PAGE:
17. Faul, F.; Erdfelder, E.; Lang, A.-G.; Buchner, A. G*Power 3: A flexible statistical power analysis program for the social, behavioral, and biomedical sciences. Behav. Res. Methods 2007, 39, 175–191. [Google Scholar] [CrossRef]
  18. Lv, L.L.; Feng, Y.; Tang, T.T.; Liu, B.C. New insight into the role of extracellular vesicles in kidney disease. J. Cell Mol. Med. 2019, 23, 731–739. [Google Scholar] [CrossRef]
  19. Lv, L.L.; Feng, Y.; Wen, Y.; Wu, W.J.; Ni, H.F.; Li, Z.L.; Zhou, L.T.; Wang, B.; Zhang, J.D.; Crowley, S.D.; et al. Exosomal CCL2 from tubular epithelial cells is critical for albumin-induced tubulointerstitial inflammation. J. Am. Soc. Nephrol. 2018, 29, 919–935. [Google Scholar] [CrossRef]
  20. Gildea, J.J.; Seaton, J.E.; Victor, K.G.; Reyes, C.M.; Bigler Wang, D.; Pettigrew, A.C.; Courtner, C.E.; Shah, N.; Tran, H.T.; Van Sciver, R.E.; et al. Exosomal transfer from human renal proximal tubule cells to distal tubule and collecting duct cells. Clin. Biochem. 2014, 47, 89–94. [Google Scholar] [CrossRef]
  21. Mossberg, M.; Ståhl, A.L.; Kahn, R.; Kristoffersson, A.C.; Tati, R.; Heijl, C.; Segelmark, M.; Leeb-Lundberg, L.M.F.; Karpman, D. C1-inhibitor decreases the release of vasculitis-like chemotactic endothelial microvesicles. J. Am. Soc. Nephrol. 2017, 28, 2472–2481. [Google Scholar] [CrossRef] [PubMed]
  22. Shah, R.; Patel, T.; Freedman, J.E. Circulating extracellular vesicles in human disease. N. Engl. J. Med. 2018, 379, 958–966. [Google Scholar] [CrossRef] [PubMed]
  23. Erozenci, L.A.; Piersma, S.R.; Pham, T.V.; Bijnsdorp, I.V.; Jimenez, C.R. Longitudinal stability of urinary extracellular vesicle protein patterns within and between individuals. Sci. Rep. 2021, 11, 15629. [Google Scholar] [CrossRef]
  24. Gracia, T.; Wang, X.; Su, Y.; Norgett, E.E.; Williams, T.L.; Moreno, P.; Micklem, G.; Karet Frankl, F.E. Urinary exosomes contain microRNAs capable of paracrine modulation of tubular transporters in kidney. Sci. Rep. 2017, 7, 40601. [Google Scholar] [CrossRef]
  25. Ben-Dov, I.Z.; Whalen, V.M.; Goilav, B.; Max, K.E.; Tuschl, T. Cell and microvesicle urine microRNA deep sequencing profiles from healthy individuals: Observations with potential impact on biomarker studies. PLoS ONE 2016, 11, e0147249. [Google Scholar] [CrossRef]
  26. Sur, D.; Cainap, C.; Burz, C.; Havasi, A.; Chis, I.C.; Vlad, C.; Milosevic, V.; Balacescu, O.; Irimie, A. The role of miRNA -31-3p and miR-31-5p in the anti-EGFR treatment efficacy of wild-type K-RAS metastatic colorectal cancer. Is it really the next best thing in miRNAs? J. BUON 2019, 24, 1739–1746. [Google Scholar] [PubMed]
  27. Uil, M.; Hau, C.M.; Ahdi, M.; Mills, J.D.; Kers, J.; Saleem, M.A.; Florquin, S.; Gerdes, V.E.A.; Nieuwland, R.; Roelofs, J.J.T.H. Cellular origin and microRNA profiles of circulating extracellular vesicles in different stages of diabetic nephropathy. Clin. Kidney J. 2019, 14, 358–365. [Google Scholar] [CrossRef]
  28. Tsuji, K.; Kitamura, S.; Wada, J. MicroRNAs as biomarkers for nephrotic syndrome. Int. J. Mol. Sci. 2020, 22, 88. [Google Scholar] [CrossRef]
  29. Szeto, C.C. Urine miRNA in nephrotic syndrome. Clin. Chim. Acta 2014, 436, 308–313. [Google Scholar] [CrossRef]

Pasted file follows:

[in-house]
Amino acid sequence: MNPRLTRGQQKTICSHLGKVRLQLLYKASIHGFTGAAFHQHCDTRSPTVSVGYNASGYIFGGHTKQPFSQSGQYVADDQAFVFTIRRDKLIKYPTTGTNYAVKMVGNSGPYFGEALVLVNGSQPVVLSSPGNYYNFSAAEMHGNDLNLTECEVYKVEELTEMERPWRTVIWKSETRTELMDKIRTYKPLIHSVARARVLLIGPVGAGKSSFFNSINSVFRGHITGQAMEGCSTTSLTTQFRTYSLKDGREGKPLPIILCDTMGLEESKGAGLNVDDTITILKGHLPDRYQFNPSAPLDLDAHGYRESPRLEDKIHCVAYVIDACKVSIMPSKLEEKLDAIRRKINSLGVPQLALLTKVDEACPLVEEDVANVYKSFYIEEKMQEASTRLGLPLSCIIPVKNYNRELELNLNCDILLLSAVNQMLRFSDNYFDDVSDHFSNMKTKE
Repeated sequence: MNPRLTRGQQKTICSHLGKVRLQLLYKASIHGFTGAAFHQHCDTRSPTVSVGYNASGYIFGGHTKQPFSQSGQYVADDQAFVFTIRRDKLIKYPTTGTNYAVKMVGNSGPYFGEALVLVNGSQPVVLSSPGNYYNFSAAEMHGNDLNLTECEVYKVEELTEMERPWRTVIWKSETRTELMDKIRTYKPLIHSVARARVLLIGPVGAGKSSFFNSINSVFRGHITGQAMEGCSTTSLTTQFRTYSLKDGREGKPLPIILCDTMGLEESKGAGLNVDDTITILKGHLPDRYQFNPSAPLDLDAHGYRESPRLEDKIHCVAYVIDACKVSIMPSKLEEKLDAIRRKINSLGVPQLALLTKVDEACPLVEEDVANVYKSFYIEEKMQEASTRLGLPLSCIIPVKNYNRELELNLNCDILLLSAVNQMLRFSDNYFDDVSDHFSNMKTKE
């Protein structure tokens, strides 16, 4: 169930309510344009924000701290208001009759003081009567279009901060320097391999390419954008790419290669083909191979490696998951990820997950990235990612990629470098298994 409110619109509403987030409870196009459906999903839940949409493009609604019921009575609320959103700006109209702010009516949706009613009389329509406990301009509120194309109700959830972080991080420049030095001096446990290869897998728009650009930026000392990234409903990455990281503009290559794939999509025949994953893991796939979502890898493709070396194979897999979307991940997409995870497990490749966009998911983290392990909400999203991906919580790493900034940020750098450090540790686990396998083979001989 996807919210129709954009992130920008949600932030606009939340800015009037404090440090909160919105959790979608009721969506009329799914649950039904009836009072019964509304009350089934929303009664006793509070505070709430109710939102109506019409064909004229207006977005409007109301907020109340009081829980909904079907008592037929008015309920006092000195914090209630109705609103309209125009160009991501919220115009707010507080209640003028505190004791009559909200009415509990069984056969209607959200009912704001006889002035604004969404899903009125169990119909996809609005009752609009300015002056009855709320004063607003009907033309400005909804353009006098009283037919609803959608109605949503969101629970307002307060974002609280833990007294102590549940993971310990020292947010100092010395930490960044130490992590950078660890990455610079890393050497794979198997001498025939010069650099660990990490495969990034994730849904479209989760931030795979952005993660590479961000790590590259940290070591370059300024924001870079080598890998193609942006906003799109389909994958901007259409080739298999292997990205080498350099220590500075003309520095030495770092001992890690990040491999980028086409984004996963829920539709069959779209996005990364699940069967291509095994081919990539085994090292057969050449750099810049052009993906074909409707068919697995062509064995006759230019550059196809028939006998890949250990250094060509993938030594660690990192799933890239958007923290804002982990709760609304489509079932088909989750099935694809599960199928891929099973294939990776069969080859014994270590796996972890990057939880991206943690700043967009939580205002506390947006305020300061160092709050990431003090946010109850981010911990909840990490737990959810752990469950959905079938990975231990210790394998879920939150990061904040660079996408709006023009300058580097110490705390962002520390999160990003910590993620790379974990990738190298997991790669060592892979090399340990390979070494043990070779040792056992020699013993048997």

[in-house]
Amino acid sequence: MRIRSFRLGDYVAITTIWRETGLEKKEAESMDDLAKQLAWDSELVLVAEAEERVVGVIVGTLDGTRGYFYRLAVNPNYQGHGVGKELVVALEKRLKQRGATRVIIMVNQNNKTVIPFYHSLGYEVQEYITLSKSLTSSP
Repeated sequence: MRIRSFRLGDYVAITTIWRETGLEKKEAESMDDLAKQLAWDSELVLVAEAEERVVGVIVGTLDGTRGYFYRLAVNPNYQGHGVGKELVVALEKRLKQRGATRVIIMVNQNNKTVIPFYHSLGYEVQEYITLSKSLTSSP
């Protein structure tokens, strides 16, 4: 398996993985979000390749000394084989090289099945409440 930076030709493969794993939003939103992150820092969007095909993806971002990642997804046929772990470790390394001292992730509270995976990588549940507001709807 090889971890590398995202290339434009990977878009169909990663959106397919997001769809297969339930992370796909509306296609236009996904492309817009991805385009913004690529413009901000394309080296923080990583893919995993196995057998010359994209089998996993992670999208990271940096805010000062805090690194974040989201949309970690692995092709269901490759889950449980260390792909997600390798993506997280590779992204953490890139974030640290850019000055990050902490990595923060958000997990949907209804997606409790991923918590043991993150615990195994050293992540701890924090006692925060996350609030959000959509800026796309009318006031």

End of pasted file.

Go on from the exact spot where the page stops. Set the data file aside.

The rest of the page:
30. Chen, T.; Wang, C.; Yu, H.; Ding, M.; Zhang, C.; Lu, X.; Zhang, C.Y.; Zhang, C. Increased urinary exosomal microRNAs in children with idiopathic nephrotic syndrome. EBioMedicine 2019, 39, 552–561. [Google Scholar] [CrossRef]
  31. Zhang, W.; Zhang, C.; Chen, H.; Li, L.; Tu, Y.; Liu, C.; Shi, S.; Zen, K.; Liu, Z. Evaluation of microRNAs miR-196a, miR-30a-5P, and miR-490 as biomarkers of disease activity among patients with FSGS. Clin. J. Am. Soc. Nephrol. 2014, 9, 1545–1552. [Google Scholar] [CrossRef] [PubMed]
  32. Duan, Z.Y.; Cai, G.Y.; Li, J.J.; Bu, R.; Chen, X.M. Urinary erythrocyte-derived miRNAs: Emerging role in IgA nephropathy. Kidney Blood Press. Res. 2017, 42, 738–748. [Google Scholar] [CrossRef] [PubMed]
  33. Magayr, T.A.; Song, X.; Streets, A.J.; Vergoz, L.; Chang, L.; Valluru, M.K.; Yap, H.L.; Lannoy, M.; Haghighi, A.; Simms, R.J.; et al. Global microRNA profiling in human urinary exosomes reveals novel disease biomarkers and cellular pathways for autosomal dominant polycystic kidney disease. Kidney Int. 2020, 98, 420–435. [Google Scholar] [CrossRef] [PubMed]
  34. Ghai, V.; Wu, X.; Bheda-Malge, A.; Argyropoulos, C.P.; Bernardo, J.F.; Orchard, T.; Galas, D.; Wang, K. Genome-wide profiling of urinary extracellular vesicle microRNAs associated with diabetic nephropathy in type 1 diabetes. Kidney Int. Rep. 2017, 3, 555–572. [Google Scholar] [CrossRef] [PubMed]
  35. Shihana, F.; Wong, W.K.M.; Joglekar, M.V.; Mohamed, F.; Gawarammana, I.B.; Isbister, G.K.; Hardikar, A.A.; Seth, D.; Buckley, N.A. Urinary microRNAs as non-invasive biomarkers for toxic acute kidney injury in humans. Sci. Rep. 2021, 11, 9165. [Google Scholar] [CrossRef] [PubMed]
  36. Ding, C.; Ding, X.; Zheng, J.; Wang, B.; Li, Y.; Xiang, H.; Dou, M.; Qiao, Y.; Tian, P.; Xue, W. miR-182-5p and miR-378a-3p regulate ferroptosis in I/R-induced renal injury. Cell Death Dis. 2020, 11, 929. [Google Scholar] [CrossRef]
  37. Wilflingseder, J.; Regele, H.; Perco, P.; Kainz, A.; Soleiman, A.; Mühlbacher, F.; Mayer, B.; Oberbauer, R. miRNA profiling discriminates types of rejection and injury in human renal allografts. Transplantation 2013, 95, 835–841. [Google Scholar] [CrossRef]